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The Urgency Of Now: Launching The Biden Cancer Initiative - 2017 SXSW Conference and Festivals
AUSTIN, TX - MARCH 12: Vice President Joe Biden speaks onstage at "The Urgency Of Now: Launching The Biden Cancer Initiative' during 2017 SXSW Conference and Festivals at Austin Convention Center on March 12, 2017 in Austin, Texas. (Photo by Mindy Best/Getty Images for SXSW) Mindy Best—Getty Images for SXSW

Joe Biden at SXSW Vows to Work With the Trump Administration on Cancer

Mar 12, 2017
TIME Health
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At the annual digital, music and entertainment festival in Austin, Tex., former Vice President Joe Biden described how his role in heading up the White House Moonshot on Cancer came about — from a comment he made to former President Obama that his only regret in not running for the presidency was that he would not be able to preside over the cure for cancer. Soon after, Obama put Biden in charge of the Moonshot, an ambitious program to accelerate new treatments for cancer and encourage more innovative research to discover novel ways of fighting the disease.

"Jill and I decided to devote the rest of our lives to this fight against cancer," Biden said at the Austin Convention Center as he described their personal reasons for wanting to see faster progress toward new therapies and even cures. The Bidens' son Beau died of brain cancer in 2015.

Before leaving office, Biden toured some of the major cancer centers across the country, to better understand the state of cancer research and learn more about gaps in funding and challenges in introducing the next generation of cancer treatments. Since February, he and Jill have continued the Moonshot work through the Biden Foundation. The field is primarily focused on developing a new cadre of promising drugs based on the immune system; so-called immunotherapy strategies co-opt the immune system into recognizing and fighting tumor cells similar to the way they fight bacteria and viruses. They represent the next powerful weapon in cancer, but require more extensive, and expensive, testing to ensure they are safe and as effective as experts believe.

Calling upon the collected expertise in technology, science and creativity in attendance at the conference, Biden cited immunotherapy and blood-based biopsies for detecting cancer as some of the goals he hopes the Moonshot will achieve. He also highlighted some of the already established ways that people can avoid cancer in the first place, by avoiding smoking, eating healthy and exercising regularly. "We need your ingenuity," he said. "We need you to help us reach people who need to change their behavior and avoid cancer."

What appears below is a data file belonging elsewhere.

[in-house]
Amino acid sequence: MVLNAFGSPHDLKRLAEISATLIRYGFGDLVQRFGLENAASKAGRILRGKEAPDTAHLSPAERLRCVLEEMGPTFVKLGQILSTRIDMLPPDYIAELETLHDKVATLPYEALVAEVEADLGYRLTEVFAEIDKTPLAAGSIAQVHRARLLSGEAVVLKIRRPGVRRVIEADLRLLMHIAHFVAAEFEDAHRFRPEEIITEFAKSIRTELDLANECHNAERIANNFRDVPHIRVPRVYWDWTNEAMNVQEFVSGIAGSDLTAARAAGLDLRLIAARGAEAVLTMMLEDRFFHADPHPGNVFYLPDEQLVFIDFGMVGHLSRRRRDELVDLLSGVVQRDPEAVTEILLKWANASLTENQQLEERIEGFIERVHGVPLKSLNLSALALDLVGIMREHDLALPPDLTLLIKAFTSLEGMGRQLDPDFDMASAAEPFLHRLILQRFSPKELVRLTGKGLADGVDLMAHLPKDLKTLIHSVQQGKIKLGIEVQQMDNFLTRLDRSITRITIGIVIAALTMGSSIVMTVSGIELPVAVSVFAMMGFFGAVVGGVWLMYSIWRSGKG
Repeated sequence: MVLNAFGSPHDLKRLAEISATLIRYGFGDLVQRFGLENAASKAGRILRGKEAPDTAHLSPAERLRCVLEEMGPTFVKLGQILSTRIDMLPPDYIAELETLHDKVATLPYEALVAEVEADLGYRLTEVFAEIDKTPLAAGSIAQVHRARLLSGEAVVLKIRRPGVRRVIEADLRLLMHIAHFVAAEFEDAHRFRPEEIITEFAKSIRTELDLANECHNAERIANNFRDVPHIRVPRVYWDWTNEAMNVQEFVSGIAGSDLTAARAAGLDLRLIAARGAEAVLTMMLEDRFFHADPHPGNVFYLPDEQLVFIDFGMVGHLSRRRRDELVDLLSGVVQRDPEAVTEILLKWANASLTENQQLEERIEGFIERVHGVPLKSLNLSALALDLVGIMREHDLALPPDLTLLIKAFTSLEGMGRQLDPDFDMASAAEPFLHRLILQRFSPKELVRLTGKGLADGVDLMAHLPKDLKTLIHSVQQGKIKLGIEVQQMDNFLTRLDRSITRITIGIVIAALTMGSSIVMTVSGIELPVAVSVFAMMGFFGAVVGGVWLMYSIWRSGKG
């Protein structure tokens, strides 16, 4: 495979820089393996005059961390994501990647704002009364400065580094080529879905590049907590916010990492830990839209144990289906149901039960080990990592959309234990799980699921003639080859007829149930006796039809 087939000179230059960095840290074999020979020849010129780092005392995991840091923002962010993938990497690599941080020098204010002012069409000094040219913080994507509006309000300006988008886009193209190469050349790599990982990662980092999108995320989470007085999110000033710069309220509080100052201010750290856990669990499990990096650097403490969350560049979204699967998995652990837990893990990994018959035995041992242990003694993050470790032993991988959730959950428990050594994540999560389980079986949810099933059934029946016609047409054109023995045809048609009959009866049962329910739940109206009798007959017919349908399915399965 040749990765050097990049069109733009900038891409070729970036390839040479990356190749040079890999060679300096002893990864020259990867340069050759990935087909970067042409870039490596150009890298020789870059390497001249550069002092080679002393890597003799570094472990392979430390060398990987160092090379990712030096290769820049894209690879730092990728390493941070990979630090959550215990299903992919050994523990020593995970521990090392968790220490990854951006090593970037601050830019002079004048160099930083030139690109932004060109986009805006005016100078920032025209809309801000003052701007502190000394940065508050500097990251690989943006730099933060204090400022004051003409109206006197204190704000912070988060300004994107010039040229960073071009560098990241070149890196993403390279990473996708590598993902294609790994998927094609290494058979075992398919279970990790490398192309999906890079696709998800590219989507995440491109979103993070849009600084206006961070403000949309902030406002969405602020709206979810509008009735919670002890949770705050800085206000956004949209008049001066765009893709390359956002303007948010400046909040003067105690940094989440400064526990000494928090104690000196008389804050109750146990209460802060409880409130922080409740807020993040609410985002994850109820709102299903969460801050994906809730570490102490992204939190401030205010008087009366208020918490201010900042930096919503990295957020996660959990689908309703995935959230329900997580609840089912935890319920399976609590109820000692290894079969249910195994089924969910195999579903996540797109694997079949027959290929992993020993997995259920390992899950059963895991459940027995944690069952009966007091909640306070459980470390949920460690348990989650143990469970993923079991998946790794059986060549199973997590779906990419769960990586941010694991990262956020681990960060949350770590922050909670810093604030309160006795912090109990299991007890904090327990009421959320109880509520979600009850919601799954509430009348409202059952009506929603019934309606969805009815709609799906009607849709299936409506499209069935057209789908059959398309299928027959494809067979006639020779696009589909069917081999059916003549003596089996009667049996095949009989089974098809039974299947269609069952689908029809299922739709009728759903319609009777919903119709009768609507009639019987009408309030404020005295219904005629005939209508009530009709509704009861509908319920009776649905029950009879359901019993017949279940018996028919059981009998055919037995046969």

Biden also committed to working with the Trump Administration to reach the Moonshot objectives. In December, Congress passed the 21st Century Cures Act which provided $1.8 billion for the program over the next seven years.

Biden didn't detail any new initiatives or goals for the program; so far, the former Vice President has been instrumental in bringing pharmaceutical companies together to collaborate in testing their cancer drugs in combination, and in hosting a large research data base for those working on cancer therapies so the latest results and theories can be shared more efficiently.

"I am unwilling to postpone for one day longer the things we can do now to extend people's lives and so should you be," he said echoing President John F. Kennedy's inspiration for the original space program to put a man on the moon.

The talk was part of the SXSW's Connect to End Cancer series of panels that the conference scheduled in partnership with MD Anderson Cancer Center, the AT&T Foundry for Connected Health and Merck.

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